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Conquering Meth Addiction: Carren Clem's Story

How one young woman fought her way back from meth addiction to become a mom and help at-risk teens.
By Carren Clem
WebMD Magazine - Feature

I never expected to become a drug addict. I grew up in rural Montana. My dad worked as a narcotics cop, so my siblings and I knew how bad drugs were. I played violin, had my own pony, did well in school, and went to church.

But in sixth grade, I started having social problems. I was teased and excluded by the other kids, especially girls. When I got to high school, I was determined to make friends, so I jumped at the chance to skip school with an older girl and go to a party at her friend's house. Unfortunately, the friend was an older boy who gave us beer and ended up raping me. To deal with the shame, I started drinking, skipping school, and hanging out with "bad" kids.

The next year, I went to boarding school. But even there, I struggled and eventually was sent home. I took a job working for a local telemarketing company and partied a lot with the other workers. One day one of them offered me a "pick-me-up" because I was tired. As it turned out, the "pick-me-up" was methamphetamine, or "meth." I smoked it all weekend. The high was so intense it was unbelievable. I felt like Superwoman.

Meth Addiction, Meth Recovery

I was hooked right away. In fact, within a week, I was using four or five hits of meth a day to stay high. Within a month, I was arguing with my parents so much I had to move out. I would do anything with anyone to get drugs -- steal car stereos, have sex, whatever. Often when I woke up I didn't know where I was or how I had gotten there.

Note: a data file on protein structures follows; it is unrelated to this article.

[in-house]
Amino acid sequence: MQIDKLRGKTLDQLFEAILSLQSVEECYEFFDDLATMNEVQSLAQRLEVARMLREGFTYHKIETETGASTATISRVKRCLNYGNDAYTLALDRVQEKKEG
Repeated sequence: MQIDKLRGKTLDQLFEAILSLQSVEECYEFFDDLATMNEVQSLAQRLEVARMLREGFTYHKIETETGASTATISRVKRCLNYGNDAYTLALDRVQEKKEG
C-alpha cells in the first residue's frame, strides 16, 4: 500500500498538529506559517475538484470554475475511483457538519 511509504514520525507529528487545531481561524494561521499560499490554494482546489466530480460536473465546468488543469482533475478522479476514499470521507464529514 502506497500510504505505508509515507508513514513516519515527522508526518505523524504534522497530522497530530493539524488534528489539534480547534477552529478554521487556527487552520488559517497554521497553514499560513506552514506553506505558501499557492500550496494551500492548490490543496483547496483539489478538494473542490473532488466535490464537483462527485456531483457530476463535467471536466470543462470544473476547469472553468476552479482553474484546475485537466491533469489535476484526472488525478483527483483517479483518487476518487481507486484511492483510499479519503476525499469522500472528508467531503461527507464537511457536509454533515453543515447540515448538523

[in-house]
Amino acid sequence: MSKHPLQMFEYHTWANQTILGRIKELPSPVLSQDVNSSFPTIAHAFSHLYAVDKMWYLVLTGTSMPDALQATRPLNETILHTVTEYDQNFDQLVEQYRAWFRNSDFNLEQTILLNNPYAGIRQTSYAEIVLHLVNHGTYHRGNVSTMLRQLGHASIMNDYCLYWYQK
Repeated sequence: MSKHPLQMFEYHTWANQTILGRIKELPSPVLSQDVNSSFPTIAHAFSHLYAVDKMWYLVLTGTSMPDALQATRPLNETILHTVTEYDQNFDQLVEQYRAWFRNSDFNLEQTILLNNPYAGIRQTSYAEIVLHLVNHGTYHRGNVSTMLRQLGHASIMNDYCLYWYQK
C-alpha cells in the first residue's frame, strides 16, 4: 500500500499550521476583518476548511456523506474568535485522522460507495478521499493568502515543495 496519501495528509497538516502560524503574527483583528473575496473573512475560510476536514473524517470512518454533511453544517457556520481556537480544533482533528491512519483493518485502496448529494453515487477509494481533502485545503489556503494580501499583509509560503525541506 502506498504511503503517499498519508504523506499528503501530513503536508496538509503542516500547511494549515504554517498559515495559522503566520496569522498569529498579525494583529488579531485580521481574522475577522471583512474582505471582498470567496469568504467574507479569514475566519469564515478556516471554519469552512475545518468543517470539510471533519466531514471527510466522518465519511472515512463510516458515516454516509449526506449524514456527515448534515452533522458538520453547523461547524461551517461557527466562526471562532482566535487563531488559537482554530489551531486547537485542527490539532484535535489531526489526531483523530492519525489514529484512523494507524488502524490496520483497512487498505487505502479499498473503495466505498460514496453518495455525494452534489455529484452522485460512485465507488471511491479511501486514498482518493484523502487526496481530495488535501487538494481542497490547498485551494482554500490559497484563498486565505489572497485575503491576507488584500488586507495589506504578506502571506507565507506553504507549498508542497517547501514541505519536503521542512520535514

I hit bottom when I decided I no longer wanted to live. My "friends" tried to help me commit suicide by giving me a huge amount of drugs and alcohol. I didn't die -- but when I woke up I was so sick I finally knew I needed help. I called the youth pastor at our church. He called my parents and they got me into a treatment program.

Today I am clean and sober, but I still have lingering issues. I don't deal with stress well because meth damages parts of the brain. Sometimes I have cravings so strong that it feels like I've used again. But two years after I got out of rehab, I fell in love with a wonderful man, married him, and got pregnant. I consider my daughter my little miracle.

I'm living in Montana and working for a fitness center. I'm involved with the Montana Meth Project, which is devoted to helping kids avoid getting addicted by breaking down their belief that "it won’t happen to me." Parents, you can help by communicating well with your children. What I know now is that you can have everything and then in a moment have nothing. Children who hurt inside make poor choices; you can empower your kids to make good ones.

 

Reviewed on May 28, 2010

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